Lakewood BlueClaws Park in Lakewood, N.J.
By Kelli Anderson
Choosing between a minor- and major-league baseball game with little ones in tow is pretty much a no-brainer when you factor in some essentials: your wallet, your child's attention span and your ability to enjoy the hot dogs while focusing on the game.
Minor-league baseball has successfully pitched its family-oriented image and continues to be a hit with children thanks in part to its smaller sized stadiums and between-inning antics. More and more stadiums, however, are continuing to add to their rosters of minor-league attractions to please their younger patrons.
The Lakewood BlueClaws in Lakewood, N.J., a class-A affiliate of the Philadelphia Phillies, opened its inaugural season with a new state-of-the-art ballpark in April—complete with its well-received family-friendly features.
"It's minor-league baseball; it's a situation where we cater to families," explains Geoff Brown, general manager of the Lakewood BlueClaws Park. "A Phillies game is serious baseball. BlueClaws baseball is for entertainment. It can be competitive, but every year the players change so you can't get as close to the team. So we get close to the family—you know, all the crazy stuff in between the game. It's a great place where if two in the family are serious about the game, they can be, but there's still entertainment for the others."
When considering what features would best suit the new ballpark, it helped planners to look at what was working elsewhere in the industry.
"A number of other ballparks have had success with carousels, regular playgrounds and inflatables," Brown says. "We decided to go with a playground—it's free, lets the kids blow off steam, and the parents love it."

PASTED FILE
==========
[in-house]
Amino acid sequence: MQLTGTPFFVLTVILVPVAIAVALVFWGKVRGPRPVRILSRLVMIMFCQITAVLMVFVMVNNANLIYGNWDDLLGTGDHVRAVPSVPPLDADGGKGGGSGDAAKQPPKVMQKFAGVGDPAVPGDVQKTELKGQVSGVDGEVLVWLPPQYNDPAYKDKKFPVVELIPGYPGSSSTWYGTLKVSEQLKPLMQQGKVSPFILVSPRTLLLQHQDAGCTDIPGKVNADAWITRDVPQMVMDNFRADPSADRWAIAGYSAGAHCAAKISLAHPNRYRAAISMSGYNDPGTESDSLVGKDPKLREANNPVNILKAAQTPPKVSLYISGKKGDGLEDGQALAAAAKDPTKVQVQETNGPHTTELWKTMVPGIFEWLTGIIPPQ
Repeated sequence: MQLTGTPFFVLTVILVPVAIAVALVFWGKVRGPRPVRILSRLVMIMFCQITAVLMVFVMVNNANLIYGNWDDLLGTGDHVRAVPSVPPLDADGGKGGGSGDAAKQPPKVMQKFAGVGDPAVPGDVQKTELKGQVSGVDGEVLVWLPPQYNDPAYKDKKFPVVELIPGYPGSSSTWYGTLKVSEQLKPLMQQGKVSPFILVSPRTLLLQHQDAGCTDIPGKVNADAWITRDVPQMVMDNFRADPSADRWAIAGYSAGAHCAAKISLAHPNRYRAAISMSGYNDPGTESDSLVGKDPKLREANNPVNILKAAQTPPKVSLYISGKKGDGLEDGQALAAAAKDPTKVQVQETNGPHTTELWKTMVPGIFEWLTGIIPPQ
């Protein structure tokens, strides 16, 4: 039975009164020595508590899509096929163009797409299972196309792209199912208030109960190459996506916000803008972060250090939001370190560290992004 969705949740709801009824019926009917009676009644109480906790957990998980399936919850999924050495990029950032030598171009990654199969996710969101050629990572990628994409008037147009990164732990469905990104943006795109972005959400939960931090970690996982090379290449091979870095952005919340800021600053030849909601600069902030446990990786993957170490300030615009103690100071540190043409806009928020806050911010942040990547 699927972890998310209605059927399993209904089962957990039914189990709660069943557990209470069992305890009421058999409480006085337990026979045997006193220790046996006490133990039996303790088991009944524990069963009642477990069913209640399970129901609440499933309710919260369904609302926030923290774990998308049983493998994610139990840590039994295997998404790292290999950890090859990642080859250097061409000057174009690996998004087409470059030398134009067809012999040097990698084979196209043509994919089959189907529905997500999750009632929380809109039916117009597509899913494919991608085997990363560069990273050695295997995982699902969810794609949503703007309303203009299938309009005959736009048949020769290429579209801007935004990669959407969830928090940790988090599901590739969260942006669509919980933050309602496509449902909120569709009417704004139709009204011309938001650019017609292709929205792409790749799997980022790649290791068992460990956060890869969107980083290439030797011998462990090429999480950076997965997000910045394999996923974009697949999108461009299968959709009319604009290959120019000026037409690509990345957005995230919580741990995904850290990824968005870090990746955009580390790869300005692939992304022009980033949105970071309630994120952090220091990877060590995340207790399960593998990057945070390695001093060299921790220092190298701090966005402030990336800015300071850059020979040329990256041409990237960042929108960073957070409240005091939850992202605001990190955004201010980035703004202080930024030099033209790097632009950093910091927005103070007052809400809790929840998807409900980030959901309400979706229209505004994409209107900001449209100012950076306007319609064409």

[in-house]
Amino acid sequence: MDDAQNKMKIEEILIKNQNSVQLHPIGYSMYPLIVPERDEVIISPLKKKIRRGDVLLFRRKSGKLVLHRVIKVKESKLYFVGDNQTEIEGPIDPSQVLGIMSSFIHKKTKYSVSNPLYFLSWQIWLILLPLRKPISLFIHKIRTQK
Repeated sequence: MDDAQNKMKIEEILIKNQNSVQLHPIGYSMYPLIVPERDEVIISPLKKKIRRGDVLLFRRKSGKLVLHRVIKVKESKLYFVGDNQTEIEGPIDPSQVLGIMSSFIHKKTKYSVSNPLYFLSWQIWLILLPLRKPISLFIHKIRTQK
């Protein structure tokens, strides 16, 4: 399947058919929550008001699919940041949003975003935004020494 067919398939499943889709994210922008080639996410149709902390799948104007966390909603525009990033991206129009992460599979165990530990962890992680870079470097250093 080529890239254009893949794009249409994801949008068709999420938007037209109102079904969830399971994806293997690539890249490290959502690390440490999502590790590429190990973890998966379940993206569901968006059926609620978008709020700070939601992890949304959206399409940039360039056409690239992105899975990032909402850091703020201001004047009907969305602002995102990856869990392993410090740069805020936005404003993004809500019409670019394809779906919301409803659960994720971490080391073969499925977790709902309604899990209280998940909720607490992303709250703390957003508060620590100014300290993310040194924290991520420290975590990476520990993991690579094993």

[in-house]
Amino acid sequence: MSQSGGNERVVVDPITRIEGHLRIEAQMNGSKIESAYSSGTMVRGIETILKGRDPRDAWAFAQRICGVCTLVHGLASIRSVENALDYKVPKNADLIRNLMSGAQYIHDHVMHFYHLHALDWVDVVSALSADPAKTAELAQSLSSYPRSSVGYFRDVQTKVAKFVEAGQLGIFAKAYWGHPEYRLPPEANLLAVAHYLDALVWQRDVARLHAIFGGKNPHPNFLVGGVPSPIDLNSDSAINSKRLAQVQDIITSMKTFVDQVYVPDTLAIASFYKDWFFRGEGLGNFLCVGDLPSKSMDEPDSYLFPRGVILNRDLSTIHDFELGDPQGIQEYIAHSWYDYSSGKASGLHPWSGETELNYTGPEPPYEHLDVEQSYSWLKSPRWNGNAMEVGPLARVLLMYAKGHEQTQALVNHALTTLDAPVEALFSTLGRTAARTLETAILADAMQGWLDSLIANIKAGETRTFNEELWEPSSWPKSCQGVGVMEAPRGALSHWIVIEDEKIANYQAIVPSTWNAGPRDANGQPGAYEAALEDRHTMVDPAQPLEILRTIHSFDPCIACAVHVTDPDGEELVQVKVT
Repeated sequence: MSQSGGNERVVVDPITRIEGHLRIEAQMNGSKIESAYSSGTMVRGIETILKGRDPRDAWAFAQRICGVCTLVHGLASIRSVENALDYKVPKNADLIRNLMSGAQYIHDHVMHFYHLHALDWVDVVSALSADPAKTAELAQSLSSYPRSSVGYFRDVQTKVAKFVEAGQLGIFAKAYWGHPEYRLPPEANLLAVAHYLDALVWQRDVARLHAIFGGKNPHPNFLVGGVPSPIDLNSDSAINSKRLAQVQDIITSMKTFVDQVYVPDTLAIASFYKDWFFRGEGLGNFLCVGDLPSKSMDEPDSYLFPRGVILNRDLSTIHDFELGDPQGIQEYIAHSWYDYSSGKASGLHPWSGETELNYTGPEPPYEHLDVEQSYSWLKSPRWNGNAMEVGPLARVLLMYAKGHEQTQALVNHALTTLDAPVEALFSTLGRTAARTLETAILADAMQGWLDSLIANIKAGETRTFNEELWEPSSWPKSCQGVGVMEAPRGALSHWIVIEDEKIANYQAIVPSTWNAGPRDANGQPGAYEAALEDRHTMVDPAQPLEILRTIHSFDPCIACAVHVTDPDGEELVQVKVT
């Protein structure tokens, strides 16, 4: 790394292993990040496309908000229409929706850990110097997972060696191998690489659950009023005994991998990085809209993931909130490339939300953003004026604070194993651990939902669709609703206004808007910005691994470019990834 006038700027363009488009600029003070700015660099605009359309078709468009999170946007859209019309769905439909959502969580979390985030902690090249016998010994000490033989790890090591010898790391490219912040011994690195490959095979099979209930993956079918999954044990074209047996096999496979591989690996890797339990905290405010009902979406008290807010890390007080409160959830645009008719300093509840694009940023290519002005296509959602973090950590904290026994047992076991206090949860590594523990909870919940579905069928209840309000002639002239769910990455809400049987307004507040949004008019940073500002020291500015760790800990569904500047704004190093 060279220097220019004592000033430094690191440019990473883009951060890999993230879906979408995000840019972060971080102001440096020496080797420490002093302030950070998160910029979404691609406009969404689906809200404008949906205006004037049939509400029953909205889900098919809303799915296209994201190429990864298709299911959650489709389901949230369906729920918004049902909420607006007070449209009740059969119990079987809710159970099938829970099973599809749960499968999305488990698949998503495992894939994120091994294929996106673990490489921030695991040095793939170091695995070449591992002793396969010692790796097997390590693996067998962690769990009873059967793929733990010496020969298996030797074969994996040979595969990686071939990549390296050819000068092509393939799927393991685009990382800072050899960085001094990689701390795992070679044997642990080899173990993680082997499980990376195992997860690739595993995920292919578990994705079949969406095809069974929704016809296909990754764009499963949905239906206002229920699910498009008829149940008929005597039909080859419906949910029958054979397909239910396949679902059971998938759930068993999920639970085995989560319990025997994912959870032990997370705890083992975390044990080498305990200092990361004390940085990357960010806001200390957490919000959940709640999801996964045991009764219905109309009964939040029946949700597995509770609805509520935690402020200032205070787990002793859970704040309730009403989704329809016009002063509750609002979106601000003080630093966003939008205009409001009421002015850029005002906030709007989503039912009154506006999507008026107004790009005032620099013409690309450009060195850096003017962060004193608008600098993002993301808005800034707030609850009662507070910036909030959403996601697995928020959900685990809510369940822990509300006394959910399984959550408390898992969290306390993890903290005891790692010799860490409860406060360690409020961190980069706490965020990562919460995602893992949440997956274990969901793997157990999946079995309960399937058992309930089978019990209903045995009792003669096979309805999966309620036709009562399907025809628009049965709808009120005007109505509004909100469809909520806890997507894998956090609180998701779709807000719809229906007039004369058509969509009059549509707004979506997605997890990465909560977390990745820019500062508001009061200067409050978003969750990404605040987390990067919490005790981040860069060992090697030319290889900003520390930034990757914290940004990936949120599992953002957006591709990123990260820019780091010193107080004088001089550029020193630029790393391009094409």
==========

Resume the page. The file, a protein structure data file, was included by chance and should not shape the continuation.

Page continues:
Selecting the right play equipment for the BlueClaws stadium's needs meant considering at least three important factors: their budget, a limited area in which to place the equipment and, last but not least, safety. The PowerScape brand play equipment manufactured by the 72-year-old GameTime products division of the PlayCore company, with its large selection and ability to customize, met their needs.
"First of all, we loved the design with our team colors and our logo all over it," says Brandon Marano, operations manager of the park. "Second, the dimensions of it were a perfect fit to the space we had allocated for it. And third, after research, we felt it had great safety features."
PowerScape models are all IPEMA certified and tested by an independent inspection and testing facility that specializes in children's play equipment and surfacing, the Detroit Testing Laboratories, Inc. Testing for durability and safety plus some unique design features such as the patented MegaLocs for GameTime's play systems made the PowerScape designs for the stadium a good fit.
The modular play structure targets children ages 5 to 10, is ADA compliant, and features slides and climbers. Not only was it customized with the team colors of blue, red and white, but the team's six-color logo was also digitally scanned right into the plastic moldings. Modifying the tic-tac-toe panels to have bats and balls instead of Xs and Os was another special thematic touch.
The play structure cost around $30,000 and has been very popular.
"We have stadium seating for 6,588 and grass or lawn seating for another 3,000," Brown says. "Our largest attendance this past year was over 9,000, and the parents and kids just loved it [the play structure]."
Adds Marano: "Most really like it as something different."
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